The Genesis:3 Project
And he proceeded by stages from the Negev as far as Bethel, to the place where his tent had been formerly, between Bethel and Ai. Genesis 13:3
My family came from a number of different places in Ukraine. Their cities and villages of origin are now almost completely without Jews; some of them migrated to the United States and elsewhere, some of them were murdered by the Nazis; some of them were assimilated or dispersed by the Soviets; some of them made their way to Israel.
My Judaism came from those places as well. That may seem self-evident, but it is important to mention separately. While the broad strokes of Jewish life are common to all expressions of the tradition, the local customs that influenced families and communities are as different as the recipes that reached the dinner table in Lvov, Budapest, Zagreb and Frankfort (never mind Turin, Baghdad, Marrakesh and Aden).
When my grandparents were born, most of them here in the United States, their parents were attached to the synagogues that tried to preserve that old-country Judaism. The rabbis were European-trained and sent to the wilds of America. Some of those synagogues are still around, even if the membership no longer traces itself back to the homeland. (One such synagogue in Chicago originally served the people – “anshe” -- of the town of Motele, pronounced “mo-teh-leh.” My brother called it the “Anshe Motel.”)
My grandparents were entirely Americanized by the time I knew them. My father’s father died long before I was born, but he was already a Yankee, without accent or old-country affectations. My other three grandparents were as committed to the stuff of Jewish America -- bowling leagues, fraternal organizations, the Democratic Party -- as they were to the newer versions of Jewish life.
But their rabbis were still tied in many ways to the European orthodoxy in which they were trained. The rabbis themselves were Americanized, but they brought with them the sensibilities inculcated by their teachers. That life was rooted in a place that existed only as memory for their communities. Within a generation or so, memory was all that was left for anyone.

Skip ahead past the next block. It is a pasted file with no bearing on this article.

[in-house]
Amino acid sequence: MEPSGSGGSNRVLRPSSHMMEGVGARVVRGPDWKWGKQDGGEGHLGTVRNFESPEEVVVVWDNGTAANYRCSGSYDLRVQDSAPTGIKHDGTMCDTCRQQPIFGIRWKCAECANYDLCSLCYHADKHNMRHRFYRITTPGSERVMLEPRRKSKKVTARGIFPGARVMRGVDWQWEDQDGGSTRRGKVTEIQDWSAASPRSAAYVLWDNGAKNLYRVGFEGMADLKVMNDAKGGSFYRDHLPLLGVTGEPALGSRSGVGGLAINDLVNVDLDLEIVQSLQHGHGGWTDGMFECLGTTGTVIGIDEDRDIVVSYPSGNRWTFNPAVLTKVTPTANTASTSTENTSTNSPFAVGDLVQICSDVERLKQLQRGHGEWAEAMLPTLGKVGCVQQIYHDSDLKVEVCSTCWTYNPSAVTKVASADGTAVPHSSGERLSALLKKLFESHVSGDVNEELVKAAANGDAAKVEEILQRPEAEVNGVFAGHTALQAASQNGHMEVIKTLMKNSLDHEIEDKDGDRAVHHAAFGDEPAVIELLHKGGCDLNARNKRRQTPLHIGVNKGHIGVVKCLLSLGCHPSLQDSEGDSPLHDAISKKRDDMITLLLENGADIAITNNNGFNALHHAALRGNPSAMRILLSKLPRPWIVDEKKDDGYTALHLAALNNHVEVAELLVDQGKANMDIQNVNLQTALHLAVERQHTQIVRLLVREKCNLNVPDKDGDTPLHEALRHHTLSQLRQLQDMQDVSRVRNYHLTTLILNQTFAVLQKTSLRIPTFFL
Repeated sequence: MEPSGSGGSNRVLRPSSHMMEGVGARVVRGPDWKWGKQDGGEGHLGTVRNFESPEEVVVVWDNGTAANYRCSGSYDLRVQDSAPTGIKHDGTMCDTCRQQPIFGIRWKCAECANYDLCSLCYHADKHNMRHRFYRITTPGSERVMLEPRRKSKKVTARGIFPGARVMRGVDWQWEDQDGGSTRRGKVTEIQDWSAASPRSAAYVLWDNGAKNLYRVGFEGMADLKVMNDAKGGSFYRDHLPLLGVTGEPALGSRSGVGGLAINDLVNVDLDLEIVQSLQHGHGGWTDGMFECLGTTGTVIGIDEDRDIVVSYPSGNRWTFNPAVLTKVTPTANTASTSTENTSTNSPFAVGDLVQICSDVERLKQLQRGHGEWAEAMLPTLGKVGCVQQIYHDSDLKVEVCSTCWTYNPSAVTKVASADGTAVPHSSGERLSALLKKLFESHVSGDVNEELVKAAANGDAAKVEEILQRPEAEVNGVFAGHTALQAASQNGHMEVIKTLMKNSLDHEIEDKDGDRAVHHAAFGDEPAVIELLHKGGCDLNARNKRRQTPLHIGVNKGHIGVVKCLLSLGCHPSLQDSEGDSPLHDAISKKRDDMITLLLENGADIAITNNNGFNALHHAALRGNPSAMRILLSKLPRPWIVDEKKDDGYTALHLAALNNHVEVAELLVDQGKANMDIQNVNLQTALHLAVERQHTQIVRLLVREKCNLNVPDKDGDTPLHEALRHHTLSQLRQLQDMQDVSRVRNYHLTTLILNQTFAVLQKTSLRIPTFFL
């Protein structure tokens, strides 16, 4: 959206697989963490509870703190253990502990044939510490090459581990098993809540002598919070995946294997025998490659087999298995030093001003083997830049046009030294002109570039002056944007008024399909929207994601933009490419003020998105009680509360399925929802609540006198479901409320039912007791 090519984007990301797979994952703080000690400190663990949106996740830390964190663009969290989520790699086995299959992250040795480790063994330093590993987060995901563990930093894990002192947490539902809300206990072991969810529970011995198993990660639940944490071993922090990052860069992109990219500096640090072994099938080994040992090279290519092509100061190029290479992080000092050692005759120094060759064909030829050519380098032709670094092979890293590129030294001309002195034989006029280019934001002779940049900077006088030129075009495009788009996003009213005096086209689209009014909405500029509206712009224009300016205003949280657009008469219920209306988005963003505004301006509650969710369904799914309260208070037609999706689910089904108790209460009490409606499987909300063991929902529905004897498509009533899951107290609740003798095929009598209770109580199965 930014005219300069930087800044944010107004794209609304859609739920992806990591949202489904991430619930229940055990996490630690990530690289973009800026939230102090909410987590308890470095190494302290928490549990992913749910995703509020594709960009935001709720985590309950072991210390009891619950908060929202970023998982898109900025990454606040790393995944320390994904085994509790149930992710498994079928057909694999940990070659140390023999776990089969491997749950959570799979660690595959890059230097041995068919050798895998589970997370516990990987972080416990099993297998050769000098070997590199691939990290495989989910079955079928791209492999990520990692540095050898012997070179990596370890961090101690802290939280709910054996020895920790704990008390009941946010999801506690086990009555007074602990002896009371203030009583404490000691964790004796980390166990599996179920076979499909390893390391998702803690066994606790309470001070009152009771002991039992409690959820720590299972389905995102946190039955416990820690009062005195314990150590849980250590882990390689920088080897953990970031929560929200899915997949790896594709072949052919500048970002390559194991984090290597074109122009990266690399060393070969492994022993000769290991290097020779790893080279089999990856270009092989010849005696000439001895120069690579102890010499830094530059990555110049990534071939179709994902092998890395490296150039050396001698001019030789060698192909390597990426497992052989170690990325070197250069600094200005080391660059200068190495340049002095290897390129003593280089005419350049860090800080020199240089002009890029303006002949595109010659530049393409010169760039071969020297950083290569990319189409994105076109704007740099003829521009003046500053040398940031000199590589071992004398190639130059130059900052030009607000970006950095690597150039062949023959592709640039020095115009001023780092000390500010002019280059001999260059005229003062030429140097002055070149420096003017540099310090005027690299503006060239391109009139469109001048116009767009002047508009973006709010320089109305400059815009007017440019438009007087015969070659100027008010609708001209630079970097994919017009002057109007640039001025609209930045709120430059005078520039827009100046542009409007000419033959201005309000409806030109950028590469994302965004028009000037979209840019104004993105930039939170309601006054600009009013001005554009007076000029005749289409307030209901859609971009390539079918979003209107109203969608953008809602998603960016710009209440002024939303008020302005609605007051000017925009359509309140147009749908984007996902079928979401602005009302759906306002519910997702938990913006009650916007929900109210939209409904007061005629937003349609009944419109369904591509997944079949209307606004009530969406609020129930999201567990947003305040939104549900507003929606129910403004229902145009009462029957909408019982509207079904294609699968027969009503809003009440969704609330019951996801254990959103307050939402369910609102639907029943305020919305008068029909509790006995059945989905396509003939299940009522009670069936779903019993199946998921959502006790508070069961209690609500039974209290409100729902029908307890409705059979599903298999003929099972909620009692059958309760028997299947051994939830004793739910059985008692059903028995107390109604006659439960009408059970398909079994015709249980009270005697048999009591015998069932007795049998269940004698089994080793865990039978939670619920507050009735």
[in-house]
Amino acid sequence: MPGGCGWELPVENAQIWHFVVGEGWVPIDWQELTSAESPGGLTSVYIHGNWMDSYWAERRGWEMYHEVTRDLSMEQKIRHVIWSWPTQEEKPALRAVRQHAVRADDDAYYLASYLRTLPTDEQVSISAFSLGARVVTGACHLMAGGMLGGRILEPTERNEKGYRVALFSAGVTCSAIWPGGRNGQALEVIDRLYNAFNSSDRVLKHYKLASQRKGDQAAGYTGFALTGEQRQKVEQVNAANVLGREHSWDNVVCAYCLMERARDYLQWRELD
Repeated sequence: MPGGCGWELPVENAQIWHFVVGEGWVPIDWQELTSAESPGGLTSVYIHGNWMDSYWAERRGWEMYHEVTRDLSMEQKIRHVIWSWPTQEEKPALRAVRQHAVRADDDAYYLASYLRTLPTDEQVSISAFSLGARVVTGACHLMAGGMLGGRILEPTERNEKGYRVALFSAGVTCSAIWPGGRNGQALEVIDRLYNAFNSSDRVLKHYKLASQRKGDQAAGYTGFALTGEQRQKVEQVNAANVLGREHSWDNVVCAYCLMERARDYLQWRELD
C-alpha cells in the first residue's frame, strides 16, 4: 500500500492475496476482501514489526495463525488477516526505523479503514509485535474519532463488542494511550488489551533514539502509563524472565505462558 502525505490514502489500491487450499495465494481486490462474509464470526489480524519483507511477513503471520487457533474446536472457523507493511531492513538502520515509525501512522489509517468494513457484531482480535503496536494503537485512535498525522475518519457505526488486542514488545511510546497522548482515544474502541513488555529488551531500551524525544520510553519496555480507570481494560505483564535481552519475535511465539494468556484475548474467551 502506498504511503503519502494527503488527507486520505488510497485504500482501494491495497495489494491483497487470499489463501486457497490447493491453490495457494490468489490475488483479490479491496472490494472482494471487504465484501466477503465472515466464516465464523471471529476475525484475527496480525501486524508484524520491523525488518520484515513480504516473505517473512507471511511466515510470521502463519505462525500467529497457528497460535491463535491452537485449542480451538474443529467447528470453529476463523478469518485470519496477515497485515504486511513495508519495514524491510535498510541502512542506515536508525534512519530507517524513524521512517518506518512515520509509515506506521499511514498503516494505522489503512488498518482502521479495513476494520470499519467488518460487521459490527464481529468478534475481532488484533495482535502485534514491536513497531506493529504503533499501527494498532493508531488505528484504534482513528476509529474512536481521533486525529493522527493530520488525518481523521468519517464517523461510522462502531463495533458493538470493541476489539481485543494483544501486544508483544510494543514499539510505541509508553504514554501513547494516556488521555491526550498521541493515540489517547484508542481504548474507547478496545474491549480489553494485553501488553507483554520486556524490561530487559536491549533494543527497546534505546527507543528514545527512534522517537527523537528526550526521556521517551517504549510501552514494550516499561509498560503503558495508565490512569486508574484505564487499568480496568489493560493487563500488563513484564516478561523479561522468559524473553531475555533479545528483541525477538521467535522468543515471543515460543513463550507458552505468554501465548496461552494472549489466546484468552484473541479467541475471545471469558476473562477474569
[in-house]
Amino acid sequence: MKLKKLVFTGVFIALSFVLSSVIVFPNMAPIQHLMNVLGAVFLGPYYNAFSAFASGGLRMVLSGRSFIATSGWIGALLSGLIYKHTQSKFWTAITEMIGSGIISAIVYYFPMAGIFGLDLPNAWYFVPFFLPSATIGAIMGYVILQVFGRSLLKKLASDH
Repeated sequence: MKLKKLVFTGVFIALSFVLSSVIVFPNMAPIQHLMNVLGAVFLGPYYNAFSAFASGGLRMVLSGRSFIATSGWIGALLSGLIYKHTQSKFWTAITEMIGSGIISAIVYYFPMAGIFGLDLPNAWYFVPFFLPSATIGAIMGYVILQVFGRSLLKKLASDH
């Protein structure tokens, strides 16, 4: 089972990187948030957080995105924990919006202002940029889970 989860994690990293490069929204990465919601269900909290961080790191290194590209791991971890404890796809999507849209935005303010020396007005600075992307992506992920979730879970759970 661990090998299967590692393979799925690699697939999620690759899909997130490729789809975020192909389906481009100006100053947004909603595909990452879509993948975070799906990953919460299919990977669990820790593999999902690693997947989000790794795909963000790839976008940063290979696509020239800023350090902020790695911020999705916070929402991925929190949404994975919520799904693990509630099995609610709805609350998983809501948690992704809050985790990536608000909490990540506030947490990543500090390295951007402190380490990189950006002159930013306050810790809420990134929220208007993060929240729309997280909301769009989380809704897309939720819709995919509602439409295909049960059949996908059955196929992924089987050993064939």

I am not denigrating the preservation of tradition and custom. On the contrary, I have long believed that you can’t know where you are going unless you know where you have been. But I do know that the Ukrainian town of Mozir is no more my home town than Guadalajara.
Some of my fellow Jews have attempted to transplant the old country to the new land as a way to honor their rabbinic forebears. They have adopted the clothing styles of a time past and even reconstructed buildings no longer standing in the original location. I remember sharing a meal with a new recruit to one such community; before he ritually washed his hands, he let the water run long until it was a cold as could be because “that’s how it was done originally.” I reminded him that we no longer draw water from deep wells and that they did not have the luxury of hot water on demand. No matter.
The verse above describes Abram’s return to the homestead he created for his clan. He had been wandering after a sojourn to Egypt and eventually made his way back “to the place where his tent had been formerly.” Abram had lived a long life in Ur and Haran (his “old country”), but they were not where home was.
Namira Islam is an activist to bring an end to racism, especially as it is expressed in her Muslim tradition. I first met her when she was named recipient of a peace award from the El-Hibri Foundation. In her acceptance speech, she emphasized the gifts that an American consciousness has given to Muslims in this country. Speaking to the questions I address in this column, she quoted her imam as saying “Home is not where your grandparents are buried. Home is where your grandchildren will be raised.”
I think that message is exceptionally important to people whose time in a new place – maybe the United States – is shorter than longer-term residents. But it is just as true for those people who are heirs to the legacies of people who came before. Abram figured it out, and so should we.
Outside of the American context of my writing, I acknowledge that this is a strongly Zionist message for many Jews. Many see the place their grandchildren will be raised as the Jewish national homeland. It is a powerful and authentic draw for me and so many others.
But for now and for the generation ahead, my American home is where I live and where I expect my grandchildren will be raised. It is incumbent on me to make the United States feel like home to everyone who has invested their future here, traveling in stages to the place where, like my ancestors, they have pitched their tents.